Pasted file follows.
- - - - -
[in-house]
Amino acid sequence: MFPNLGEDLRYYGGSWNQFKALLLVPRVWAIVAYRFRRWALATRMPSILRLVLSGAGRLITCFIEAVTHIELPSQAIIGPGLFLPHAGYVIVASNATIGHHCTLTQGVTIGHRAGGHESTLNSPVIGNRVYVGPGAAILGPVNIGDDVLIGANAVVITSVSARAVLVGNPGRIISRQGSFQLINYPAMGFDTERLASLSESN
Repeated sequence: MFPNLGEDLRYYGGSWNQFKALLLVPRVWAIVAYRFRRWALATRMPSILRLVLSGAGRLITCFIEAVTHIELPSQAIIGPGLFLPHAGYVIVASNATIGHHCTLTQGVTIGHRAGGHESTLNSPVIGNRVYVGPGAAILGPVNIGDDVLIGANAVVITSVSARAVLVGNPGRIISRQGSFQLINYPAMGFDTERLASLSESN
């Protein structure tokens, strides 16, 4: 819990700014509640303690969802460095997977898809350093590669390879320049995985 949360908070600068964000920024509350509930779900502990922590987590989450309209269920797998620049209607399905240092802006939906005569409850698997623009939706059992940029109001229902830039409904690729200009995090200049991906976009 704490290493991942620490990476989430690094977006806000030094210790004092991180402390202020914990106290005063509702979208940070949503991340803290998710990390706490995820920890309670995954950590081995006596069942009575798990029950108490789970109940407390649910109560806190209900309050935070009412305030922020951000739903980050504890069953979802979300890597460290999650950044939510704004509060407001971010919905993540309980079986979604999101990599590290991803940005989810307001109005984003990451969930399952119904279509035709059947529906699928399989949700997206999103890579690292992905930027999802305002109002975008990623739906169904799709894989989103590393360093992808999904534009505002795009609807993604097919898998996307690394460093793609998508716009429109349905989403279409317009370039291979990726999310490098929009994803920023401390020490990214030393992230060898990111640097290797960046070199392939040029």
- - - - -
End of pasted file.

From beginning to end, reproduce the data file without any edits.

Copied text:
[in-house]
Amino acid sequence: MFPNLGEDLRYYGGSWNQFKALLLVPRVWAIVAYRFRRWALATRMPSILRLVLSGAGRLITCFIEAVTHIELPSQAIIGPGLFLPHAGYVIVASNATIGHHCTLTQGVTIGHRAGGHESTLNSPVIGNRVYVGPGAAILGPVNIGDDVLIGANAVVITSVSARAVLVGNPGRIISRQGSFQLINYPAMGFDTERLASLSESN
Repeated sequence: MFPNLGEDLRYYGGSWNQFKALLLVPRVWAIVAYRFRRWALATRMPSILRLVLSGAGRLITCFIEAVTHIELPSQAIIGPGLFLPHAGYVIVASNATIGHHCTLTQGVTIGHRAGGHESTLNSPVIGNRVYVGPGAAILGPVNIGDDVLIGANAVVITSVSARAVLVGNPGRIISRQGSFQLINYPAMGFDTERLASLSESN
């Protein structure tokens, strides 16, 4: 819990700014509640303690969802460095997977898809350093590669390879320049995985 949360908070600068964000920024509350509930779900502990922590987590989450309209269920797998620049209607399905240092802006939906005569409850698997623009939706059992940029109001229902830039409904690729200009995090200049991906976009 704490290493991942620490990476989430690094977006806000030094210790004092991180402390202020914990106290005063509702979208940070949503991340803290998710990390706490995820920890309670995954950590081995006596069942009575798990029950108490789970109940407390649910109560806190209900309050935070009412305030922020951000739903980050504890069953979802979300890597460290999650950044939510704004509060407001971010919905993540309980079986979604999101990599590290991803940005989810307001109005984003990451969930399952119904279509035709059947529906699928399989949700997206999103890579690292992905930027999802305002109002975008990623739906169904799709894989989103590393360093992808999904534009505002795009609807993604097919898998996307690394460093793609998508716009429109349905989403279409317009370039291979990726999310490098929009994803920023401390020490990214030393992230060898990111640097290797960046070199392939040029």